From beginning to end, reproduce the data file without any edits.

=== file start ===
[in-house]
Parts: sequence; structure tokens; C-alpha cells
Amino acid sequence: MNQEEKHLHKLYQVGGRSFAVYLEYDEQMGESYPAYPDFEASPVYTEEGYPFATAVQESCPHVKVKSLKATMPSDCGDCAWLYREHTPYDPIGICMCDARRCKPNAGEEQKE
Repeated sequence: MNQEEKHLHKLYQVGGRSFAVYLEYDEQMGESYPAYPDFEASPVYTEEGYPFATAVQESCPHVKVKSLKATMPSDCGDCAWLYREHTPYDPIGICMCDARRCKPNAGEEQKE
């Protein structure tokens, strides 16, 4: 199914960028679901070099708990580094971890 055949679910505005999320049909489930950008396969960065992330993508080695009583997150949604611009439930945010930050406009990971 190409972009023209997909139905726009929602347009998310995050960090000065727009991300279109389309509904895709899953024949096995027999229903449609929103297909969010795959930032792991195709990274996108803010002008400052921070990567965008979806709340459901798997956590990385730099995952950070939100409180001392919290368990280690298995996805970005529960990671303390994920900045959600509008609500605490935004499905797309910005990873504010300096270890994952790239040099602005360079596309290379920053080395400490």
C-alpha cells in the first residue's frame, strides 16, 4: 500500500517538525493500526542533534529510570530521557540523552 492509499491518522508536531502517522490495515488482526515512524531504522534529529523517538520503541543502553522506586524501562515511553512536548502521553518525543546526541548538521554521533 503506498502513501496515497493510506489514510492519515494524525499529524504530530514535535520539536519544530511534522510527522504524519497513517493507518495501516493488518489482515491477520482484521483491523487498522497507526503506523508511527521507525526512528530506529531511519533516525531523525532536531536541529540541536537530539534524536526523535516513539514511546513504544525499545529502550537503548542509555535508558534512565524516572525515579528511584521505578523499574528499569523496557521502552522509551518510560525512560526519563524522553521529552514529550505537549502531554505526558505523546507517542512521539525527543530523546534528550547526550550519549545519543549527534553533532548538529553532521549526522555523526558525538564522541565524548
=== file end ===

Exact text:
[in-house]
Parts: sequence; structure tokens; C-alpha cells
Amino acid sequence: MNQEEKHLHKLYQVGGRSFAVYLEYDEQMGESYPAYPDFEASPVYTEEGYPFATAVQESCPHVKVKSLKATMPSDCGDCAWLYREHTPYDPIGICMCDARRCKPNAGEEQKE
Repeated sequence: MNQEEKHLHKLYQVGGRSFAVYLEYDEQMGESYPAYPDFEASPVYTEEGYPFATAVQESCPHVKVKSLKATMPSDCGDCAWLYREHTPYDPIGICMCDARRCKPNAGEEQKE
């Protein structure tokens, strides 16, 4: 199914960028679901070099708990580094971890 055949679910505005999320049909489930950008396969960065992330993508080695009583997150949604611009439930945010930050406009990971 190409972009023209997909139905726009929602347009998310995050960090000065727009991300279109389309509904895709899953024949096995027999229903449609929103297909969010795959930032792991195709990274996108803010002008400052921070990567965008979806709340459901798997956590990385730099995952950070939100409180001392919290368990280690298995996805970005529960990671303390994920900045959600509008609500605490935004499905797309910005990873504010300096270890994952790239040099602005360079596309290379920053080395400490």
C-alpha cells in the first residue's frame, strides 16, 4: 500500500517538525493500526542533534529510570530521557540523552 492509499491518522508536531502517522490495515488482526515512524531504522534529529523517538520503541543502553522506586524501562515511553512536548502521553518525543546526541548538521554521533 503506498502513501496515497493510506489514510492519515494524525499529524504530530514535535520539536519544530511534522510527522504524519497513517493507518495501516493488518489482515491477520482484521483491523487498522497507526503506523508511527521507525526512528530506529531511519533516525531523525532536531536541529540541536537530539534524536526523535516513539514511546513504544525499545529502550537503548542509555535508558534512565524516572525515579528511584521505578523499574528499569523496557521502552522509551518510560525512560526519563524522553521529552514529550505537549502531554505526558505523546507517542512521539525527543530523546534528550547526550550519549545519543549527534553533532548538529553532521549526522555523526558525538564522541565524548